VIA: Creative Loafing Atlanta
During the ’40s and ’50s, John Wesley Dobbs was known as the “mayor of Sweet Auburn,” the most politically influential black man in Atlanta and a pillar of the African-American business community that thrived on the eastern edge of downtown. After his death in 1961, the Dobbs family home — a modest 1910 bungalow to which he added a second floor a few decades later — was sold and became a base of operations for Mennonites involved in the Civil Rights Movement.
But by 1994, when the street out front was renamed in Dobbs’ honor by his grandson, then-Mayor Maynard Jackson, the home had become a rooming house and had fallen into disrepair. A decade later, two other Dobbs grandchildren bought the house back with plans to transform it as a memorial to their family’s legacy. Since then, however, the property has remained empty and its restoration has progressed slowly. Owner Benjamin Blackburn II says he’s received plenty of encouragement in his efforts to fix up the Dobbs House, but little in the way of material aid.
“I’d like to honor my grandfather, but I don’t know if a museum is realistic and I don’t have a lot of resources,” says Blackburn, who now plans to lease the finished house as a rental property.
To many, the concept of a restored Dobbs House that can serve to remind visitors of a key period in the life of black Atlanta is a dream deferred. And it’s not the only one.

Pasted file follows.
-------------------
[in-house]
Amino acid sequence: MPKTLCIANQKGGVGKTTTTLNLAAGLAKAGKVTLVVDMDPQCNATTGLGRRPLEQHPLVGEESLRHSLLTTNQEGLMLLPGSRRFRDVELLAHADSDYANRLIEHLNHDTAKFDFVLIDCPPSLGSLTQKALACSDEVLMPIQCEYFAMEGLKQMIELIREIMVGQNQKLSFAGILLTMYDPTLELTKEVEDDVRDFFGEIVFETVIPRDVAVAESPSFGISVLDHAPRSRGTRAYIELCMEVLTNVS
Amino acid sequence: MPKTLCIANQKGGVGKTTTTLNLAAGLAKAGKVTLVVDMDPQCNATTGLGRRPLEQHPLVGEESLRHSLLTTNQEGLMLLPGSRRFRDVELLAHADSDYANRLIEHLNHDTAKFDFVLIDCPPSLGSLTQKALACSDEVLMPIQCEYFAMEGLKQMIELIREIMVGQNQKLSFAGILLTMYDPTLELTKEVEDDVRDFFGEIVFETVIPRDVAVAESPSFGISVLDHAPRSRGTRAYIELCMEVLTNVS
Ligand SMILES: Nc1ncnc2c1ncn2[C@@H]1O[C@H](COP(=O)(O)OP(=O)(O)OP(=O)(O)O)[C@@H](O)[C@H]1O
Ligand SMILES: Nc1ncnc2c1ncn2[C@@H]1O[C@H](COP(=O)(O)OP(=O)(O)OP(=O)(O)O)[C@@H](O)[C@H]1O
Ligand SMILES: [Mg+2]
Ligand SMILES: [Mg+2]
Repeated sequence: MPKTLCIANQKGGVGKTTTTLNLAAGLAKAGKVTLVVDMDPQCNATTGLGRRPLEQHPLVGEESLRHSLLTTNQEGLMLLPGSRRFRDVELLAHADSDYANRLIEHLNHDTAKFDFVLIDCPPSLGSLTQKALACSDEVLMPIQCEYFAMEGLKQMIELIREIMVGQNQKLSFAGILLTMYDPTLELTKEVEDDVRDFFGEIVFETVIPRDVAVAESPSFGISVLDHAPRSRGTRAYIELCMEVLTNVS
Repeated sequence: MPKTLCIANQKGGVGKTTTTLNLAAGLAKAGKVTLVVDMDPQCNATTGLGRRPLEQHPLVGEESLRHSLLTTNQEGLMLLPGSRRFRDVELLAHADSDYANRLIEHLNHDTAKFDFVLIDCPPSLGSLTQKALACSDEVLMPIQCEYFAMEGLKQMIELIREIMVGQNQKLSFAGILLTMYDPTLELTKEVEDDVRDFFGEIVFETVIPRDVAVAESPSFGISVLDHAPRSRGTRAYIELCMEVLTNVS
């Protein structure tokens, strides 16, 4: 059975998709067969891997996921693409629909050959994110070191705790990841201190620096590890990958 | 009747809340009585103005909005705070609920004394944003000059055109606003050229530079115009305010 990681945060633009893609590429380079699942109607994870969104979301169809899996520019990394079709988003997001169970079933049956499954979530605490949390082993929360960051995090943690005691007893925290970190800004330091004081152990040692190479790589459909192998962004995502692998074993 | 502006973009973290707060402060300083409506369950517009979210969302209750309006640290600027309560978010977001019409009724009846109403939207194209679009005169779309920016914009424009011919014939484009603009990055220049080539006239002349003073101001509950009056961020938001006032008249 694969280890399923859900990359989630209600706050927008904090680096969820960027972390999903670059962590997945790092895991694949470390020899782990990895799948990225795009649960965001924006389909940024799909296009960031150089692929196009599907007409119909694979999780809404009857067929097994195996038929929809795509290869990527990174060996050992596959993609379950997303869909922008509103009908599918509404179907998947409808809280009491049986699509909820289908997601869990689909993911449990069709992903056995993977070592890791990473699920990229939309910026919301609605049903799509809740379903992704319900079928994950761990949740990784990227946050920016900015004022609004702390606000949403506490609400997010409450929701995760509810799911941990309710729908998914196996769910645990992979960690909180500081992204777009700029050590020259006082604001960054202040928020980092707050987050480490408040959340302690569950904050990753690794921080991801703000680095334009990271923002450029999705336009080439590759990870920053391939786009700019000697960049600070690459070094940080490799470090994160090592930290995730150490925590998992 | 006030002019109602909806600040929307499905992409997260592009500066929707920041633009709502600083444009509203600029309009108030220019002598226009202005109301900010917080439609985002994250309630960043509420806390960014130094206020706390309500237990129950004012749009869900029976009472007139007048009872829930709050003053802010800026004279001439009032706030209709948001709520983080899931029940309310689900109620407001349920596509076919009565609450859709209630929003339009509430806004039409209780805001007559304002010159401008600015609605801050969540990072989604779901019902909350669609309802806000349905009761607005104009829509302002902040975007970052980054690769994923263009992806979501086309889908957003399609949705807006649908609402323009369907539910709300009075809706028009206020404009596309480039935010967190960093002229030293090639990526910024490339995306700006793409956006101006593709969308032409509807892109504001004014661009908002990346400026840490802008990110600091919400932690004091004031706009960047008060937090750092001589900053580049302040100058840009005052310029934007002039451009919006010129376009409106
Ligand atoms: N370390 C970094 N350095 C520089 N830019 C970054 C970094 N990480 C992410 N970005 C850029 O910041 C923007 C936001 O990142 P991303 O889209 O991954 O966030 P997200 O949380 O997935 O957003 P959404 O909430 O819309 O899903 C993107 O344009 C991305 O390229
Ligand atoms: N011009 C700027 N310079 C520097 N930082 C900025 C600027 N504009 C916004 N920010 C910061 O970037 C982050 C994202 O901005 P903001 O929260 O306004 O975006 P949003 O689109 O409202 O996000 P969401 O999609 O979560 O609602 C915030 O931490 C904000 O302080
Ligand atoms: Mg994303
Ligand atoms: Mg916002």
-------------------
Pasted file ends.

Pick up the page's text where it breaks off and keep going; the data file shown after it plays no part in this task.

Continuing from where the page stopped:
The City Too Busy to Hate has long been criticized for pursuing economic progress at the expense of history. From the demolition of the Kimball House Hotel to make way for a parking deck in 1959 through the razing of the Art Deco Terminal Station in the early ’70s, and the near-destruction of the Fox Theatre, Atlanta has a pitiful track record when it comes to preserving its past.
Particularly hard-hit are many places of significance to Atlanta’s black community. With the exception of the well-maintained Martin Luther King Jr. National Historic Site — kept up, it should be noted, with federal dollars — few of the city’s black historic landmarks can be said to be flourishing.
The original Paschal’s Restaurant and Motor Hotel, where King and other Civil Rights titans met to discuss strategy, sits boarded up and decaying. So does the old Atlanta Life Insurance building that housed Atlanta’s first black-owned million-dollar business.
Even as Black History Month strives to focus attention on the survival and achievements of African-Americans, tangible pieces of the city’s black history remain endangered and under-recognized.
“In preservation circles, we’ve sometimes done a poor job of advocating for African-American buildings and educating that community about what’s out there,” says Richard Laub, director of Georgia State University’s Heritage Preservation Program.
There are myriad reasons why the city’s black historic sites are troubled, explains Skip Mason, archivist for Morehouse College and a specialist in Atlanta history. “The city itself has to promote a philosophy that cherishes its history and sees buildings as important to preserve,” says Mason. But there are other, more mundane factors at play, he adds, such as property ownership, community interest, and often, simple economics.
“It takes people with vision and, of course, money,” Mason says.
Paschal’s, for instance, is universally acknowledged as a place worth saving. As the late Coretta Scott King once said, “Paschal’s is as important a historical site for the American Civil Rights Movement as Boston’s Faneuil Hall is to the American Revolution.”
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